I met Amber just over a year ago when I was assigned to train her at work but our relationship was more than just coworkers.  She often called me her sister, though she couldn’t decide who was the older sister:  “I feel like you are my big sister because you are teaching me everything but then we start talking  and its like you are my little sister!”  After we had exhausted all the training she could handle for one night, we would spend the quiet hours of graveyard talking about everything from politics to our love stories.

She had a fierce love for her husband Ryan, somehow being both proud and protective of him at the same time.  She had seen him through cancer treatment and he was her everything.  And she was crazy about her kids–her horses Attitude, Tucker, Pony and Baron, and her dog Pebbles.  They were the lights of her  life and the hardest part of getting sick for her was being away from them.

Amber reminded me to live, to laugh and to take life less seriously.  I am so honored that she allowed me into her life.  I felt like I was just getting to know her when she got sick, like our friendship was cut off by tragedy.  I will always remember the day we sat on her porch swing watching the horses graze and she told me, “Laura I am afraid.  I don’t want to leave Ryan alone.”

Somehow she knew that I have a hard time talking about my emotions but she could figure me out anyway.  If she were here she would ask me about it then make me laugh.  “It’s okay–we don’t have to talk about it–I’ll get some chocolate.”  Somehow I would know she understood and that would be enough.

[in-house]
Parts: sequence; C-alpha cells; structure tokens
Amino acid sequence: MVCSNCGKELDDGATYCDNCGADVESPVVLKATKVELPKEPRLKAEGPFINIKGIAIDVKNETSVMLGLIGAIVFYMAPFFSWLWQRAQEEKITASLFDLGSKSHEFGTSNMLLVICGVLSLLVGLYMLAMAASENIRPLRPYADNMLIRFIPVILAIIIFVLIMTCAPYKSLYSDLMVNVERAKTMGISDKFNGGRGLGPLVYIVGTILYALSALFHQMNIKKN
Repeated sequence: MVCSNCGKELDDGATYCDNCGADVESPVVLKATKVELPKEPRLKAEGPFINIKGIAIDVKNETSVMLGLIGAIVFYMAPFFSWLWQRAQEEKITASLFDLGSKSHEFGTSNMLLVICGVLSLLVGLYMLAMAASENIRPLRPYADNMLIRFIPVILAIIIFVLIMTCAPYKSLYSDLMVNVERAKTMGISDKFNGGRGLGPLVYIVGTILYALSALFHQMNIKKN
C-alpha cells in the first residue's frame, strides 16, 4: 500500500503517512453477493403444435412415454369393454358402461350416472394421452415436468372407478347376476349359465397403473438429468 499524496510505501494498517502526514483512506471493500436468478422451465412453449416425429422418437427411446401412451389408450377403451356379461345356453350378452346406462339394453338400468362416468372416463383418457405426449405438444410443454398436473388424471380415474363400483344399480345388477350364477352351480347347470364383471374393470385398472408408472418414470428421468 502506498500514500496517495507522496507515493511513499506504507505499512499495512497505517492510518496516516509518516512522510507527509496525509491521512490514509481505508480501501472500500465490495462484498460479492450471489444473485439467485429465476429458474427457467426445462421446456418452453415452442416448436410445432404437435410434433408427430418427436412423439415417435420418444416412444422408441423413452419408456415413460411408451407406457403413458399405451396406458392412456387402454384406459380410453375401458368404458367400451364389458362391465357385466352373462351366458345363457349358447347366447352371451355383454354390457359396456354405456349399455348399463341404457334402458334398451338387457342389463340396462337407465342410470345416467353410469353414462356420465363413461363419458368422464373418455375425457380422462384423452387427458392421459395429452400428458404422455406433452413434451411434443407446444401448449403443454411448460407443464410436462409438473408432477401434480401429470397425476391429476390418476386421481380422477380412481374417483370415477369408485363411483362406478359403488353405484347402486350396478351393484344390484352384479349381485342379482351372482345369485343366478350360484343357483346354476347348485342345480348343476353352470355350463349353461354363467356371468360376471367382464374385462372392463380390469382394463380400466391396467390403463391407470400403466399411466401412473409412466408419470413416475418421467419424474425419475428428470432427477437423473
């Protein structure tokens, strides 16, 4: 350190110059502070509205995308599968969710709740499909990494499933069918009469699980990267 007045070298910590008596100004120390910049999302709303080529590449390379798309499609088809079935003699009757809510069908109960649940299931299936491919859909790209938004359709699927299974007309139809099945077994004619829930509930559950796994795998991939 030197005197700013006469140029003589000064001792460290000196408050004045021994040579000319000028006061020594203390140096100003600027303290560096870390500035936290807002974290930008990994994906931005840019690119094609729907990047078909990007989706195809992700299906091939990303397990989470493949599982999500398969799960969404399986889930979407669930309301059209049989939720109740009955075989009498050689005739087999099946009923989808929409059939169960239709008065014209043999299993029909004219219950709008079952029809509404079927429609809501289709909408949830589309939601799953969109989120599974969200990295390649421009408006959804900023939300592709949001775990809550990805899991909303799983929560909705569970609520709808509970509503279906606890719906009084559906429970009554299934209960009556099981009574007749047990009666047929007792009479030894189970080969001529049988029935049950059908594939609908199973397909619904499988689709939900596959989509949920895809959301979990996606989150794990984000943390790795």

Goodbye Amber, my sweet friend and big sister.  I will miss you.

 

{Laura}

happy mom’s day

If you have not met my mom, you are missing out.   She is an incredible woman and I would not be the person I am today without her.  Why?

My mom is incredibly real and she would be the first person to tell you that she is not perfect.  Over the years I saw her struggle with the social expectations around her–longing to be desired but hating the duplicity they required.  But its this quality that I appreciate most about my mom because it means I can come to her with any problem and know she will respond with patience and wisdom.  No judgement, just love and truth.

She gave up her career to raise and educate eight crazy kids. She traded in a profitable profession for cloth diapers, endless loads of laundry, lesson planning, late-night tears and pinching every penny.  I still remember the day she cried because her toddler put all five pairs of brand new shoes into the garbage.